The patient started to receive hESC therapy at Nutech Mediworld for 2 months as a primary treatment. She received stem cell eye drops for multiple sclerosis along with supportive treatment including physiotherapy, and medications for LD as per Lyme protocol. After receiving hESC therapy for a period of 2 months, the patient was able to walk straight and did not require the wheel chair, could cover considerable distance while walking on plain surfaces. The patient showed improvement in power of limbs, balance, had regained full control with intact sensation of the bladder and bowel, improvement in short term memory and concentration, reduced pain and improved vision. When the patient returned for the second session of hESC therapy on 01 Jun 2011, she had barely any symptom except pain in ankle and feet, mood swings with depression, reduced appetite and sleep. The patient received hESC therapy for 4 weeks along with antibiotics and physiotherapy. At the end of the session, the patient showed improvement in appetite, mood swings, energy levels, and walking gait. SPECT scan following the therapy showed decreased hyoperfusion (Figure 2). She has given birth and is doing well. The patient was followed up in November 2014. There has been no deterioration in patient’s condition. The patient is well and is able to walk.
A 29 yr old female patient presented with weakness in ULs, numbness in LLs, stiffness on and off on right UL, loss of balance, slightly affected speech, and vertigo on 14 Nov 2013 to Nutech Mediworld. The patient had a history of multiple tick bite 10 yr ago when she had been to Bulgaria however; she had not developed rashes. In 2006, the patient began to experience weakness in ULs, numbness in LLs and was diagnosed with multiple sclerosis in Meerut, India. The symptoms of the patient persisted and she started to experience loss of balance, stiffness on and off on the right UL, slurred speech, and vertigo. On 14 Nov 2013, the patient presented to Nutech Mediworld and was diagnosed with LD in response to which hESC therapy was started. On examination, the patient had poor endurance and got fatigued easily, had wobbly balance, cramps in calves, could not walk climb the stairs without getting fatigued, had breathing difficulty, right hand stiffness, and difficulty in writing.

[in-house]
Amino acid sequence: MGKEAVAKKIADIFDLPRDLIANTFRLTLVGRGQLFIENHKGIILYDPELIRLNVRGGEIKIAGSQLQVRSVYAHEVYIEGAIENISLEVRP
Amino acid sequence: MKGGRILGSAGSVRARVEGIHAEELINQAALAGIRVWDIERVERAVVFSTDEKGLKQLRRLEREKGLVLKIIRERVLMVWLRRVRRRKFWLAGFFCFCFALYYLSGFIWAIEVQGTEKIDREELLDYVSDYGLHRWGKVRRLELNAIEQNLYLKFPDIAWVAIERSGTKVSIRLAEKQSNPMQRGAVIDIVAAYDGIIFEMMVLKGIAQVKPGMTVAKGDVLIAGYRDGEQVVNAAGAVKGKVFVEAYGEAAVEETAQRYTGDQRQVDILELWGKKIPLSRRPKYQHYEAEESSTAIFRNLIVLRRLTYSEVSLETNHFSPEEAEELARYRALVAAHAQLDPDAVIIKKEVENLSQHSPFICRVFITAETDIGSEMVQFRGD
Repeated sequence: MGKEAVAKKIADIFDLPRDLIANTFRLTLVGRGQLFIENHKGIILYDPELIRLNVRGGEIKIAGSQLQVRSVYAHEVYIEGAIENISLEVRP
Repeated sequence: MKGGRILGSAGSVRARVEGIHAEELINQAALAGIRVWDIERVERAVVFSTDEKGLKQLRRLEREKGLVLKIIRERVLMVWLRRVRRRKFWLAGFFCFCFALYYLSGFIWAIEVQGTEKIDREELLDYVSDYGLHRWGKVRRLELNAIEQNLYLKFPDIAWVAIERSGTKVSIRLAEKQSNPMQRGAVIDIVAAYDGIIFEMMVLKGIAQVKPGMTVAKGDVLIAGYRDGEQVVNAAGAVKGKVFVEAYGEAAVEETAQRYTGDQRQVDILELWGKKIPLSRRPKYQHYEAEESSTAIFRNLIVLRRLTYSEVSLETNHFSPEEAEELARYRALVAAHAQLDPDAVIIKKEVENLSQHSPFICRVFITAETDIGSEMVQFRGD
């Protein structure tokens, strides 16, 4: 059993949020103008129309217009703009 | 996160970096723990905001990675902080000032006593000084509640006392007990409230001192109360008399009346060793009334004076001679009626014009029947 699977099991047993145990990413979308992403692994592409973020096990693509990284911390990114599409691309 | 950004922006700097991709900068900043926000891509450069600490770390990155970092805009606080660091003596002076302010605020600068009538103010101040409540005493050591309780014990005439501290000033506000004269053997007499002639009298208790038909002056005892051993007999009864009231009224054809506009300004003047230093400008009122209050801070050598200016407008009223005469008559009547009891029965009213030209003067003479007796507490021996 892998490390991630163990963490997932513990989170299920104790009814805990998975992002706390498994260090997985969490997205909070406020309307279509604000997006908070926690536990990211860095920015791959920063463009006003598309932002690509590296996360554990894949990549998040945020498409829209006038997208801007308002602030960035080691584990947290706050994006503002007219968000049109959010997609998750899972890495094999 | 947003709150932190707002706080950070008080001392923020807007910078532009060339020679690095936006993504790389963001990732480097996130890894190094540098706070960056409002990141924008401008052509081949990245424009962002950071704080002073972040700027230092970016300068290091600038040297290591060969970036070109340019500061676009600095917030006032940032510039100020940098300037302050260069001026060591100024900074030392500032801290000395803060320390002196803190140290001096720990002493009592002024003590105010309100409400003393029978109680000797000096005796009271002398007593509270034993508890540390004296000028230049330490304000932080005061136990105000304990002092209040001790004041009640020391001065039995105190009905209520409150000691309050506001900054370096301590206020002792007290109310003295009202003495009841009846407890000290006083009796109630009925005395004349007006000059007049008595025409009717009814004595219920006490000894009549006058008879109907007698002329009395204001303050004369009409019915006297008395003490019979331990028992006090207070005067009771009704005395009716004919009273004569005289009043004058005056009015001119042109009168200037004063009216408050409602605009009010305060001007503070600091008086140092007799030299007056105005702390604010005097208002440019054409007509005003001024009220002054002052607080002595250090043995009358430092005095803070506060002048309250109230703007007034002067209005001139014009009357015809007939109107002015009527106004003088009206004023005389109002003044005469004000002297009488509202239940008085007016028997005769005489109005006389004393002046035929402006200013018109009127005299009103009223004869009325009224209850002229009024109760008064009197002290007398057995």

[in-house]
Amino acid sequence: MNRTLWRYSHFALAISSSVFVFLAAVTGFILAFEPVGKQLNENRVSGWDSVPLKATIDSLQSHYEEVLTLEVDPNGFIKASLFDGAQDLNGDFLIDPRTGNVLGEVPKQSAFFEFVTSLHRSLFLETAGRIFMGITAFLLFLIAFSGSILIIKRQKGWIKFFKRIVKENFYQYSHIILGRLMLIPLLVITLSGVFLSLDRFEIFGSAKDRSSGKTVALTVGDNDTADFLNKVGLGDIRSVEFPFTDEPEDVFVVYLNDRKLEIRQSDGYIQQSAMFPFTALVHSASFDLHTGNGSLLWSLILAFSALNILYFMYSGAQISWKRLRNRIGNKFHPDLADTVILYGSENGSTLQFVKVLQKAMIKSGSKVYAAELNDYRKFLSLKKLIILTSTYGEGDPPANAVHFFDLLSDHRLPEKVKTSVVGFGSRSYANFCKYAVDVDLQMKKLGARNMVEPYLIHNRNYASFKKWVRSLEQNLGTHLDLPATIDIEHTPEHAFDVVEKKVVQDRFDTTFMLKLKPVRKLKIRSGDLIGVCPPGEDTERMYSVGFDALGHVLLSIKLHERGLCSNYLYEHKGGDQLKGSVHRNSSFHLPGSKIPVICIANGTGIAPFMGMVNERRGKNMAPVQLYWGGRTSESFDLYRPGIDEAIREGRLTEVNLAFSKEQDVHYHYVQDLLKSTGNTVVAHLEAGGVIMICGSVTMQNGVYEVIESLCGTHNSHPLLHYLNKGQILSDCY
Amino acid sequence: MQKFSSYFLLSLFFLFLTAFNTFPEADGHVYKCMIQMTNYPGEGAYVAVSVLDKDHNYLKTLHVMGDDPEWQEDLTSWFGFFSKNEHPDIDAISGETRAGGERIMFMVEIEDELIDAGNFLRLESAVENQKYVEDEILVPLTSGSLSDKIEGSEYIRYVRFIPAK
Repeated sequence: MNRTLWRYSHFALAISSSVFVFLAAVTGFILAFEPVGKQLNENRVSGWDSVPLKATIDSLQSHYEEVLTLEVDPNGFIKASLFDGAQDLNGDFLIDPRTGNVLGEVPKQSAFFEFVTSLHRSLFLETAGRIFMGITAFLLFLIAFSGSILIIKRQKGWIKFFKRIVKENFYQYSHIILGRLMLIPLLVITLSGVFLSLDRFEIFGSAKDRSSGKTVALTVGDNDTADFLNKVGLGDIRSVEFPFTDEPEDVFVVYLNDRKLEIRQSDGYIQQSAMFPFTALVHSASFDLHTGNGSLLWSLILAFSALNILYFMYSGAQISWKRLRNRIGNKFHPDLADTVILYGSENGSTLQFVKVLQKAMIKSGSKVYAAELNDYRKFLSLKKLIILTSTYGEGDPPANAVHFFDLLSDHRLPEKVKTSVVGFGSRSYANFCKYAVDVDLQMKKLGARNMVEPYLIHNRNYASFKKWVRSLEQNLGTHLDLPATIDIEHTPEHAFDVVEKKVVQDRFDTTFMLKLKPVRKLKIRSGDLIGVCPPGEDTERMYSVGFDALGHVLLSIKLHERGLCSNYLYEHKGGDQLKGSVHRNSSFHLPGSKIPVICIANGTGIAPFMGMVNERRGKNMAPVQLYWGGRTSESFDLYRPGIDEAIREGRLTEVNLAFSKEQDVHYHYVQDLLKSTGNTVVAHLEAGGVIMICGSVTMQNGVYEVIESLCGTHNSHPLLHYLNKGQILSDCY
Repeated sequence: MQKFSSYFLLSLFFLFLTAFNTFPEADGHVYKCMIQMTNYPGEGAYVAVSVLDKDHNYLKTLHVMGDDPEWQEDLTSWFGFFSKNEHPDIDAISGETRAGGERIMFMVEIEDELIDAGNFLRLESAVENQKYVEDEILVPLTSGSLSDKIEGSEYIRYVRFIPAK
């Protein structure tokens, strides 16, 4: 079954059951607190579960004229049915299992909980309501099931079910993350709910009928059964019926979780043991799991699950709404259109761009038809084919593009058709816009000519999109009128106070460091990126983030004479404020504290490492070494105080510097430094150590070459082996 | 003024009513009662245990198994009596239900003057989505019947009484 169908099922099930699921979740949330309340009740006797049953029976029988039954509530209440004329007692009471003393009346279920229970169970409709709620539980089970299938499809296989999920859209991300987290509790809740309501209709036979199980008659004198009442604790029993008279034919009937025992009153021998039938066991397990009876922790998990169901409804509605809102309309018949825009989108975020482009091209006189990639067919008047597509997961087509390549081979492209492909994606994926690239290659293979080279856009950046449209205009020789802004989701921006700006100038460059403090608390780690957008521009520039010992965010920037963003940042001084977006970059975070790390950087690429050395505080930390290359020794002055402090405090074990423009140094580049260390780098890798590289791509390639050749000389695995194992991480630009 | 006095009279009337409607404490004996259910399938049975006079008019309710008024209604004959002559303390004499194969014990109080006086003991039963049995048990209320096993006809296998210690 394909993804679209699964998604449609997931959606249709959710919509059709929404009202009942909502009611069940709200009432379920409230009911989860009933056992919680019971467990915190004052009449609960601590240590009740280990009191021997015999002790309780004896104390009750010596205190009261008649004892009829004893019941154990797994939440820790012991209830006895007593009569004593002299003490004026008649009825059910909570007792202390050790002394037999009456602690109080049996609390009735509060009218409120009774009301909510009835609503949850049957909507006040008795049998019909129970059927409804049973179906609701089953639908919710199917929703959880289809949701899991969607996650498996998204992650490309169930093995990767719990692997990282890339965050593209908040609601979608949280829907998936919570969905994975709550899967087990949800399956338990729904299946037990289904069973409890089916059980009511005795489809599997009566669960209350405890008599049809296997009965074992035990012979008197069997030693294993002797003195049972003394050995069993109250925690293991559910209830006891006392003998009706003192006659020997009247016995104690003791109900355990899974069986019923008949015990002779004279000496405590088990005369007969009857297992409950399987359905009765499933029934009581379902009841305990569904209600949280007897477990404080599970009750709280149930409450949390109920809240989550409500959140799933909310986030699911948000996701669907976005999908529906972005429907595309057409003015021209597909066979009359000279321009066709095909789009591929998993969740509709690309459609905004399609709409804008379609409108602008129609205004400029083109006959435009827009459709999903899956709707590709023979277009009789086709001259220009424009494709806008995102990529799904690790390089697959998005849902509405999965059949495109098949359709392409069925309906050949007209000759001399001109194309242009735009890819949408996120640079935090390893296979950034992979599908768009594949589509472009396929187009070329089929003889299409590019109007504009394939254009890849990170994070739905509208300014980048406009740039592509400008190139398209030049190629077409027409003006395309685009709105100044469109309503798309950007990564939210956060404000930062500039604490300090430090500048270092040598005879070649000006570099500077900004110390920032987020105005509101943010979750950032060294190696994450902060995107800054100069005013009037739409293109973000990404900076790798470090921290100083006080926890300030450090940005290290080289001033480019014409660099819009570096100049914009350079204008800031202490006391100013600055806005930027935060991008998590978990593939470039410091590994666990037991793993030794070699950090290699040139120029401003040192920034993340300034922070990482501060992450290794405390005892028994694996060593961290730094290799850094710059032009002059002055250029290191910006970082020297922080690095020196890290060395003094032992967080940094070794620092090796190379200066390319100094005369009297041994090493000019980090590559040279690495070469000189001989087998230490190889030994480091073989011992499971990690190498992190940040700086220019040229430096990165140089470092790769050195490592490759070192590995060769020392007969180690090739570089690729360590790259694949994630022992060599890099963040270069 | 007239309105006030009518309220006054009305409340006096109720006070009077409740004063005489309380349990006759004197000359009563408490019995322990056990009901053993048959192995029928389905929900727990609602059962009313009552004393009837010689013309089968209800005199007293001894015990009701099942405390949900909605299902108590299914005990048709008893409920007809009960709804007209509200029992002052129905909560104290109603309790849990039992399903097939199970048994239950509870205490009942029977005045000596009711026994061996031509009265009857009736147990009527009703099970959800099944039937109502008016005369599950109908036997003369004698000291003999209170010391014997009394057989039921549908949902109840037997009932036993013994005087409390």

The brain SPECT scan done on 20 Jul 2013 revealed moderate hypoperfusion in bilateral, parietal, and temporal cortices along with mild hypoperfusion in the bilateral cerebellar cortices (Figure 1). The MR tractography of the brain performed on 10 Oct 2013 showed interruption of white matter tracts in bilateral anterior and semiovales/corona radiata, progressive paucity of fibers/tracts was also noted in the brain stream. The patient started to receive hESC therapy as per the Lyme’s protocol along with physiotherapy and antibiotics. The patient received 3 sessions (one 8 week session and two sessions of 4 weeks each). After the first session of hESC therapy, the brain SPECT scan showed normal perfusion (Figure 2). The MR tractography showed reduction in the size of several demyelinating plaques in supratentorial and infratentorial compartments with no new demyelinating plaques. The patient was followed up in December 2014 and is well.
Overall after receiving hESC therapy, the patient regained walking balance to a significant extent, showed decreased numbness in the UL, decreased stiffness, regained balance, had no slurring of speech, improved core strength, could write and had good hand muscle strength, and no longer had breathing discomfort.